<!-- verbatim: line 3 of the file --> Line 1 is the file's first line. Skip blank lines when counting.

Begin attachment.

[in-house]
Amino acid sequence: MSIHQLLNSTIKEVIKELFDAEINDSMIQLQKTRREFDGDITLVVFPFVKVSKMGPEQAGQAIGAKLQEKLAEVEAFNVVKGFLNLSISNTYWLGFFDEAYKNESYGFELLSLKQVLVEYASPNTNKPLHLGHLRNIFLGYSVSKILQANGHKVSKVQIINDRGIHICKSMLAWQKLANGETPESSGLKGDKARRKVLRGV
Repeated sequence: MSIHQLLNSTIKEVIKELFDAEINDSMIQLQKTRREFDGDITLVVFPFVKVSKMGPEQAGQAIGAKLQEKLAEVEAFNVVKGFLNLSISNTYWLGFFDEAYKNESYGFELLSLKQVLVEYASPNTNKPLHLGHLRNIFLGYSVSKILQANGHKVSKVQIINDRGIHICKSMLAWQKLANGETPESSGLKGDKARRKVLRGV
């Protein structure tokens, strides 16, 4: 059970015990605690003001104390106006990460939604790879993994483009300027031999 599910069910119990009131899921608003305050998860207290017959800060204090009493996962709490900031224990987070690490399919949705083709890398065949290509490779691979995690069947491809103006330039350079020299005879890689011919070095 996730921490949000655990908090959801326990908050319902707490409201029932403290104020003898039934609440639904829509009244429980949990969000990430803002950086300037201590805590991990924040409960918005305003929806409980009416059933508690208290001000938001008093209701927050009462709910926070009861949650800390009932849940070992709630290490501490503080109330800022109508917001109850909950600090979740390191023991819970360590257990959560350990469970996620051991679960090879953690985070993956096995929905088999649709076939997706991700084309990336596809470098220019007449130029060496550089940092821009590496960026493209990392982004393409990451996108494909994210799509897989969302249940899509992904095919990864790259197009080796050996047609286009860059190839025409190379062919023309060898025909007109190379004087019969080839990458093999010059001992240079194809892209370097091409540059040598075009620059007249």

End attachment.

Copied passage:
Repeated sequence: MSIHQLLNSTIKEVIKELFDAEINDSMIQLQKTRREFDGDITLVVFPFVKVSKMGPEQAGQAIGAKLQEKLAEVEAFNVVKGFLNLSISNTYWLGFFDEAYKNESYGFELLSLKQVLVEYASPNTNKPLHLGHLRNIFLGYSVSKILQANGHKVSKVQIINDRGIHICKSMLAWQKLANGETPESSGLKGDKARRKVLRGV